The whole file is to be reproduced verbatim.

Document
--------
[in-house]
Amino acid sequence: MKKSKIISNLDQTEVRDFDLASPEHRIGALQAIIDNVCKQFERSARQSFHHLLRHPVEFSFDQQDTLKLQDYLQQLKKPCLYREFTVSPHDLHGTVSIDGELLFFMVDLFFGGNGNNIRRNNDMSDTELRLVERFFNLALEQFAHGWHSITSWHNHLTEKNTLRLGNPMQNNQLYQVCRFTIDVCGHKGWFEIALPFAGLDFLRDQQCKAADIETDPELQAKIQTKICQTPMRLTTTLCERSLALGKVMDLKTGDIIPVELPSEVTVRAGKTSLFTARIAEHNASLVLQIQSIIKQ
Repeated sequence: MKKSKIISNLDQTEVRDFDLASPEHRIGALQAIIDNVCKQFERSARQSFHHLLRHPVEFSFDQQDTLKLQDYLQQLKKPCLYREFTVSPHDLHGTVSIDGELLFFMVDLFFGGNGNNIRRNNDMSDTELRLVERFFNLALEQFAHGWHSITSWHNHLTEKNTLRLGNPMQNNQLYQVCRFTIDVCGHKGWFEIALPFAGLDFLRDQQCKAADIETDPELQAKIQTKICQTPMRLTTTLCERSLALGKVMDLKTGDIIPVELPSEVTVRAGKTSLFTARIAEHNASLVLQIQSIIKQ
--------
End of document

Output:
[in-house]
Amino acid sequence: MKKSKIISNLDQTEVRDFDLASPEHRIGALQAIIDNVCKQFERSARQSFHHLLRHPVEFSFDQQDTLKLQDYLQQLKKPCLYREFTVSPHDLHGTVSIDGELLFFMVDLFFGGNGNNIRRNNDMSDTELRLVERFFNLALEQFAHGWHSITSWHNHLTEKNTLRLGNPMQNNQLYQVCRFTIDVCGHKGWFEIALPFAGLDFLRDQQCKAADIETDPELQAKIQTKICQTPMRLTTTLCERSLALGKVMDLKTGDIIPVELPSEVTVRAGKTSLFTARIAEHNASLVLQIQSIIKQ
Repeated sequence: MKKSKIISNLDQTEVRDFDLASPEHRIGALQAIIDNVCKQFERSARQSFHHLLRHPVEFSFDQQDTLKLQDYLQQLKKPCLYREFTVSPHDLHGTVSIDGELLFFMVDLFFGGNGNNIRRNNDMSDTELRLVERFFNLALEQFAHGWHSITSWHNHLTEKNTLRLGNPMQNNQLYQVCRFTIDVCGHKGWFEIALPFAGLDFLRDQQCKAADIETDPELQAKIQTKICQTPMRLTTTLCERSLALGKVMDLKTGDIIPVELPSEVTVRAGKTSLFTARIAEHNASLVLQIQSIIKQ